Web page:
3. justmeinflorida

    justmeinflorida Out Of The Brooder

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    Sep 16, 2011
    Zephyrhills, Florida
    Thanks for the advise RidgeRunner...

    We actually don't live in a subdivision, I have about a 1.5 acre corner lot on a back country road. We just closed on this house last month and the fencing was there before we got the place. From what the next door neighbor told me, the previous owners had a small dog, hence the 4' fence. Someone stole the back fencing and the 6' fence was for privacy from the neighbor. Along our chain link is .25 acre then dirt road. We have tons of trees and palms for cover and I've not seen a stray dog yet but you never know. I've seen about 3 stray cats, one got hit 2 weeks ago, so we're down two.

    Should I be concerned about them going out the back? It's pretty grown up back there because the house in the next field is being held up in divorce court. If I raise them as chicks will they stay in my yard?

    My concern is my friend has an acre a ways down the road and he had about 40 chickens (free roam). He had them for about 4 months before the hawks got them all.
     
  4. Ridgerunner

    Ridgerunner Chicken Obsessed

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    A little different situation than I was thinking. I have mine on a 2 acre lot in the country. Mine do use most of it. They tend to hang in the general vicinity of the coop but they will roam to the far corners occasionally and across a barbed wire fence into a neighbor's pasture field. Some roam further than others. I had three hens that liked to go play in the dirt road about 400 feet from the coop. The rest did not make it that far. But I processed one of the three and happened to get the ringleader. With the instigator gone, the other two stopped going up there. Each chicken is an individual. It's hard to tell what they might do.

    If it is grown up, they will probably like it. The tall vegetation gives them protection from hawks and they can find all kiinds of good things to eat back there. Not just creepy crawlies but different kinds of vegetation. They do like a varied diet.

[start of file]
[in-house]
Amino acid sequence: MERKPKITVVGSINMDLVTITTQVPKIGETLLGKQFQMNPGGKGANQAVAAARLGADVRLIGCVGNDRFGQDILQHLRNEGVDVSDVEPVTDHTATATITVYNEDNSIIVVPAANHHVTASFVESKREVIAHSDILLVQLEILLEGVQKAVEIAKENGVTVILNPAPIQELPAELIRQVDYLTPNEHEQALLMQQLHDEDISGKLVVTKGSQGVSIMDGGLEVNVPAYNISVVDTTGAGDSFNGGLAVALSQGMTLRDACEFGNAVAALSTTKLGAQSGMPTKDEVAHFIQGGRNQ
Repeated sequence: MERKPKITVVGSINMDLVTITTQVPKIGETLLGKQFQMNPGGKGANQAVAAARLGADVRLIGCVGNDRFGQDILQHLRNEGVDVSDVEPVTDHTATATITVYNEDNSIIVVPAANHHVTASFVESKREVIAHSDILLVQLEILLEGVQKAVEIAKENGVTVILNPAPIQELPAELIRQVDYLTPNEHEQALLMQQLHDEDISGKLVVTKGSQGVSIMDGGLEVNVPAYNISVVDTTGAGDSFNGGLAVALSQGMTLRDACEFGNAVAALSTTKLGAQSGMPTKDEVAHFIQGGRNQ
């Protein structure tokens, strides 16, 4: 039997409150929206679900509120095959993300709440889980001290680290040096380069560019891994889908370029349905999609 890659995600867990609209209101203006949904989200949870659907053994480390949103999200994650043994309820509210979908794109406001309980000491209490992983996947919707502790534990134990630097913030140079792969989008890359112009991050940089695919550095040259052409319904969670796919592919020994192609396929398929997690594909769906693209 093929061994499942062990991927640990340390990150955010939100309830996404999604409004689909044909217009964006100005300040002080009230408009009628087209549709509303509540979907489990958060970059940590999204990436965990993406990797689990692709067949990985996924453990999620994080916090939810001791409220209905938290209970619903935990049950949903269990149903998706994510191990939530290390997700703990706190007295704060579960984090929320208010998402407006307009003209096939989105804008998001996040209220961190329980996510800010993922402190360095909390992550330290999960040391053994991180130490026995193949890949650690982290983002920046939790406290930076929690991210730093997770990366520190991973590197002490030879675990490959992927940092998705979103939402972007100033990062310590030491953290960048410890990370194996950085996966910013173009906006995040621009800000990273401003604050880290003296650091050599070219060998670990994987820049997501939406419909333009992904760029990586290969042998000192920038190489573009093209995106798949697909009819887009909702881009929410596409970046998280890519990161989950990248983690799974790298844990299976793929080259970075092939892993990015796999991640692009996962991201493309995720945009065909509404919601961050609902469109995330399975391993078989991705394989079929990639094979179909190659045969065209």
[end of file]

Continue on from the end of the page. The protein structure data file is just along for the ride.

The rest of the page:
I have plenty of hawks around here but have not lost any to hawks. As you well know, some people have serious trouble with that. The more places to hide the safer they will be, but a determined hawk can snatch a chicken out of a pretty tight place.

    I find that people like to drop dogs off in the country. I don't have trouble with the neighbors' dogs, but sometimes when people drop strange dogs off out here, they kill chickens. I lost 8 a few weeks ago to that. Just because you don't see one today doesn't mean that an irresponsible pet owner won't drop one off tonight. It's part of the risk you take when free ranging.

    I still like the flexibility a run gives me. I suggest you build one so you have it. Keep then in there for a little while. Then start releasing them after supper when you can be out with them. If things go well, you may decide to just let them go. But if you have problems, you have the option of locking them up.
     
  5. justmeinflorida

    justmeinflorida Out Of The Brooder

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    Sep 16, 2011
    Zephyrhills, Florida
    I spoke with a breeder today that is 15min. down the road from our house. She recommended we build a run as well. The hawks out here are pretty bad and big and will snatch all of my chickens. Her husband is calling back tonight so we can talk price for some pullets, mixed breed to start me off and if things go well and I like having chickens then we can talk another time about getting pure breds. She said she hate to sell me expensive chickens right off, incase I make some mistakes and kill some of them. I'm hoping it won't come to that...this is why I ask plenty of question and try to learn as much as I can. Thanks for your help, it's really appreciated [​IMG]